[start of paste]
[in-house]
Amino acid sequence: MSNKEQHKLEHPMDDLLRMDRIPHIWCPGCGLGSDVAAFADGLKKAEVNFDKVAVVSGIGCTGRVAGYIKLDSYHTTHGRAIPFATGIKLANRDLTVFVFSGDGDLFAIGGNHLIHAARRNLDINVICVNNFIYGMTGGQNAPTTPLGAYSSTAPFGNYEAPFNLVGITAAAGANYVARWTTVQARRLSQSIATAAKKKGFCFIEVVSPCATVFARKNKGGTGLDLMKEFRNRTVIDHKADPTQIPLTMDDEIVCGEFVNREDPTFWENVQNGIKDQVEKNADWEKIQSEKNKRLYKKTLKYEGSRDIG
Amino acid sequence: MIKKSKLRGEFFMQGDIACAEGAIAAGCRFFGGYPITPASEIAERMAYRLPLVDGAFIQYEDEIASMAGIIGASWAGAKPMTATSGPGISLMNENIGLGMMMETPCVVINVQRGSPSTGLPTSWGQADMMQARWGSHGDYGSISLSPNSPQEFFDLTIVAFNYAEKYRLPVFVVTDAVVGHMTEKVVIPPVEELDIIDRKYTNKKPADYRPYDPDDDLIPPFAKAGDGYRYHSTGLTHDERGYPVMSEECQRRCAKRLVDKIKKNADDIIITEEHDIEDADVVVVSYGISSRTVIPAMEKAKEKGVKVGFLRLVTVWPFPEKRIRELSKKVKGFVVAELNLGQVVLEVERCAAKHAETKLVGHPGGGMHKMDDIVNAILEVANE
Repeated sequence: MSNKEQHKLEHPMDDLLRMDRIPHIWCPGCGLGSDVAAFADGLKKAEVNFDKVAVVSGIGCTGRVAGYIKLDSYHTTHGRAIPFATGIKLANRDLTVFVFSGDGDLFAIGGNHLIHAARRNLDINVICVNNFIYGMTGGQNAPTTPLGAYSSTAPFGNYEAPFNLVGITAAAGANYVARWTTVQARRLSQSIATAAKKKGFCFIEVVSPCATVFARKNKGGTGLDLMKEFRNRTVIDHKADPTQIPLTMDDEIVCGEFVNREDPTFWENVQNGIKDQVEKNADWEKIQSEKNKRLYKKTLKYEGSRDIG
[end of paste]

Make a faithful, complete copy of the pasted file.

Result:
[in-house]
Amino acid sequence: MSNKEQHKLEHPMDDLLRMDRIPHIWCPGCGLGSDVAAFADGLKKAEVNFDKVAVVSGIGCTGRVAGYIKLDSYHTTHGRAIPFATGIKLANRDLTVFVFSGDGDLFAIGGNHLIHAARRNLDINVICVNNFIYGMTGGQNAPTTPLGAYSSTAPFGNYEAPFNLVGITAAAGANYVARWTTVQARRLSQSIATAAKKKGFCFIEVVSPCATVFARKNKGGTGLDLMKEFRNRTVIDHKADPTQIPLTMDDEIVCGEFVNREDPTFWENVQNGIKDQVEKNADWEKIQSEKNKRLYKKTLKYEGSRDIG
Amino acid sequence: MIKKSKLRGEFFMQGDIACAEGAIAAGCRFFGGYPITPASEIAERMAYRLPLVDGAFIQYEDEIASMAGIIGASWAGAKPMTATSGPGISLMNENIGLGMMMETPCVVINVQRGSPSTGLPTSWGQADMMQARWGSHGDYGSISLSPNSPQEFFDLTIVAFNYAEKYRLPVFVVTDAVVGHMTEKVVIPPVEELDIIDRKYTNKKPADYRPYDPDDDLIPPFAKAGDGYRYHSTGLTHDERGYPVMSEECQRRCAKRLVDKIKKNADDIIITEEHDIEDADVVVVSYGISSRTVIPAMEKAKEKGVKVGFLRLVTVWPFPEKRIRELSKKVKGFVVAELNLGQVVLEVERCAAKHAETKLVGHPGGGMHKMDDIVNAILEVANE
Repeated sequence: MSNKEQHKLEHPMDDLLRMDRIPHIWCPGCGLGSDVAAFADGLKKAEVNFDKVAVVSGIGCTGRVAGYIKLDSYHTTHGRAIPFATGIKLANRDLTVFVFSGDGDLFAIGGNHLIHAARRNLDINVICVNNFIYGMTGGQNAPTTPLGAYSSTAPFGNYEAPFNLVGITAAAGANYVARWTTVQARRLSQSIATAAKKKGFCFIEVVSPCATVFARKNKGGTGLDLMKEFRNRTVIDHKADPTQIPLTMDDEIVCGEFVNREDPTFWENVQNGIKDQVEKNADWEKIQSEKNKRLYKKTLKYEGSRDIG